Good Bye Lenin!

on February 27, 2004 by Wade Major
An otherwise preposterous ruse becomes a fairly credible charade in the charming German-language "Good Bye Lenin!," the film that should finally put director Wolfgang Becker on the international map alongside his longtime colleague and business partner Tom Tykwer ("Run Lola Run").

Formulaic Hollywood melodrama and heartfelt European humanism come together with surprising ease in the story of Alex (Daniel Bruhl), an East German youth who, in 1990, is faced with the most bizarre dilemma imaginable. His mother (Katrin Sass), a committed party loyalist and activist, has been in a coma for eight months... the eight most eventful months in postwar German history. She has literally slept through the disintegration of the Eastern bloc and the fall of the Berlin Wall. Impending German reunification, which most are celebrating as a joyous occasion, Alex treats with trepidation, fearing that the shock of such a radical world change could prove too much for his bedridden mother's fragile state. Until she is stronger, he sees only one solution--convincing her that nothing has changed. And so begins the arduous task of creating a Cold War world in microcosm, managing every detail in the apartment so that no sign of the real world ever manifests itself therein.

Charming as this concept may appear on the surface, pulling it off requires considerable skill on the part of the filmmakers and more than a little willing suspension of disbelief on the part of audiences. In fact, few of the contrivances actually work, but the film is so earnest and heartfelt that it's easy to simply give in to its conceits and overlook issues of plausibility. That Alex would seek out obsolete pickle jar labels, for instance, is manageable. That he would or could engineer the faking of entire television broadcasts verges on the absurd. And yet these scenes are among the film's most endearing, successful not because they are believable but because they represent the extremes to which Alex will go out of love for his mother.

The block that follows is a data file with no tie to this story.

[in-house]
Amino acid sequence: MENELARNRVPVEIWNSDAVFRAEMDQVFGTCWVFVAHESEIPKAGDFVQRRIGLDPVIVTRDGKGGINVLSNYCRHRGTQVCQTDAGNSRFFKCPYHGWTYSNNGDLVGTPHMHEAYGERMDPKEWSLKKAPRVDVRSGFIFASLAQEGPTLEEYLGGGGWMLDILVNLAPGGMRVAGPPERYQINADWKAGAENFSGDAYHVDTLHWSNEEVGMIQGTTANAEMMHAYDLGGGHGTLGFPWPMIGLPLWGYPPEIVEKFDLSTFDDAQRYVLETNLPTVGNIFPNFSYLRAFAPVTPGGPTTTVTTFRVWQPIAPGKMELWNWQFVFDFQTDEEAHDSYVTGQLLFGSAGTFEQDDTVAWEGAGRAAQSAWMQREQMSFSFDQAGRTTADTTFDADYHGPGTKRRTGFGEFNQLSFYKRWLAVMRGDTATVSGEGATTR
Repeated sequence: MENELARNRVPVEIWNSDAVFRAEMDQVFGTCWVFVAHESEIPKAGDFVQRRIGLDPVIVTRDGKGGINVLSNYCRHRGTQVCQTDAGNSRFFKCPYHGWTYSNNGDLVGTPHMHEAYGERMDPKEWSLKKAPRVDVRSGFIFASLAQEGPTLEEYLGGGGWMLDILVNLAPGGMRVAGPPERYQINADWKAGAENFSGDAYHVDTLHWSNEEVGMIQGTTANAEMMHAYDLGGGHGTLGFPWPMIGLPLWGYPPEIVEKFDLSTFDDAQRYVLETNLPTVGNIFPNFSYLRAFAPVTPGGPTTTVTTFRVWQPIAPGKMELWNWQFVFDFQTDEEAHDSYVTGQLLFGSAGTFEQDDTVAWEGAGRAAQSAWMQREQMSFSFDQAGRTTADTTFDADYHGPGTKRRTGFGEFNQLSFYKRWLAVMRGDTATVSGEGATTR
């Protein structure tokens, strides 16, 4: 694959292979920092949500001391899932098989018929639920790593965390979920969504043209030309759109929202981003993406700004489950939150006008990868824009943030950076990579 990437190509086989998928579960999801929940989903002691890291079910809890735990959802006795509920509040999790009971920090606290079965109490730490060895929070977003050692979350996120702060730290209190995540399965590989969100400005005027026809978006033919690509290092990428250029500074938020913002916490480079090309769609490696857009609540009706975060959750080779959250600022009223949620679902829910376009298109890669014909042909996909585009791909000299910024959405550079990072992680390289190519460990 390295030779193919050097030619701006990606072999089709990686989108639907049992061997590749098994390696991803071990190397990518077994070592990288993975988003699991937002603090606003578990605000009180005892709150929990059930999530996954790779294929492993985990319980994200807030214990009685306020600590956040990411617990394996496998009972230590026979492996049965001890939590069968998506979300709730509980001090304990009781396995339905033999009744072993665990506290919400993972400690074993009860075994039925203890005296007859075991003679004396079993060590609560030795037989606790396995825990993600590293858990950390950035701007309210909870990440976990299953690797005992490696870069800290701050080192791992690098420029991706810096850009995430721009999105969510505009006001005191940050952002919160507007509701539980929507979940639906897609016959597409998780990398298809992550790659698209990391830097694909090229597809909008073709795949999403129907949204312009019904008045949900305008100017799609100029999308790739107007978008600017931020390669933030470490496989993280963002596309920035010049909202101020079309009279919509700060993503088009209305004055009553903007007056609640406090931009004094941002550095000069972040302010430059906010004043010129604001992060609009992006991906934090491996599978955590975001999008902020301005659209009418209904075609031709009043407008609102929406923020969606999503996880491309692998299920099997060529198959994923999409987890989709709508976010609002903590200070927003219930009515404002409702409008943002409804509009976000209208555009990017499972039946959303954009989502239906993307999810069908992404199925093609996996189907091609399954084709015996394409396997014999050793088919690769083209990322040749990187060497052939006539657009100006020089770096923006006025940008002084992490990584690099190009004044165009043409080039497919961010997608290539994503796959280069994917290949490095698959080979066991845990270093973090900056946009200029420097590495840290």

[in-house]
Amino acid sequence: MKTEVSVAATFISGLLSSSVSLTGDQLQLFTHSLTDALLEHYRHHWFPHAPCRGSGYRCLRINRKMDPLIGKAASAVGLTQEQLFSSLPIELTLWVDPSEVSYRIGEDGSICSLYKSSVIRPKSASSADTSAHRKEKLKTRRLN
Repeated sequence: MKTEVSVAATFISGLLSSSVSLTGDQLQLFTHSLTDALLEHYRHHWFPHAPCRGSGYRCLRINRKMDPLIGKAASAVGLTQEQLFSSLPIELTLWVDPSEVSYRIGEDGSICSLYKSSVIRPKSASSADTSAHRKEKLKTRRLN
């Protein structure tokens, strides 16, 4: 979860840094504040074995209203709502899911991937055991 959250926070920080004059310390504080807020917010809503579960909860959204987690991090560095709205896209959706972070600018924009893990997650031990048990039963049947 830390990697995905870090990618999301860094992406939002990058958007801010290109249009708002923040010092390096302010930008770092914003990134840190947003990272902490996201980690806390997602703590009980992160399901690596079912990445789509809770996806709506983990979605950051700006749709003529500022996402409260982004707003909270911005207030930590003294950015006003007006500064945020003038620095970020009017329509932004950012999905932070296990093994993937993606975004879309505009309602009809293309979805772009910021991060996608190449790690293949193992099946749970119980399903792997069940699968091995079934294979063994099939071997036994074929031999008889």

There's no question that Becker and his co-writer, Bernd Lichtenberg, have made the film foremost for German audiences. The story and the concerns addressed within are uniquely theirs. At the same time, by following a classical Hollywood structure anchored in universal themes of family and belonging, they have succeeded at giving the film all the credentials it needs to secure broader appeal throughout the globe. One need not have a handle on surface historical or cultural specifics to appreciate the emotional honesty beneath. Starring Daniel Bruhl, Katrin Sass, Chulpan Khamatova, Maria Simon, Florian Lukas and Alexander Beyer. Directed by Wolfgang Becker. Written by Bernd Lichtenberg and Wolfgang Becker. Produced by Stefan Arndt. A Sony Pictures Classics release. Drama. German-language; subtitled. Not yet rated. Running time: 118 min

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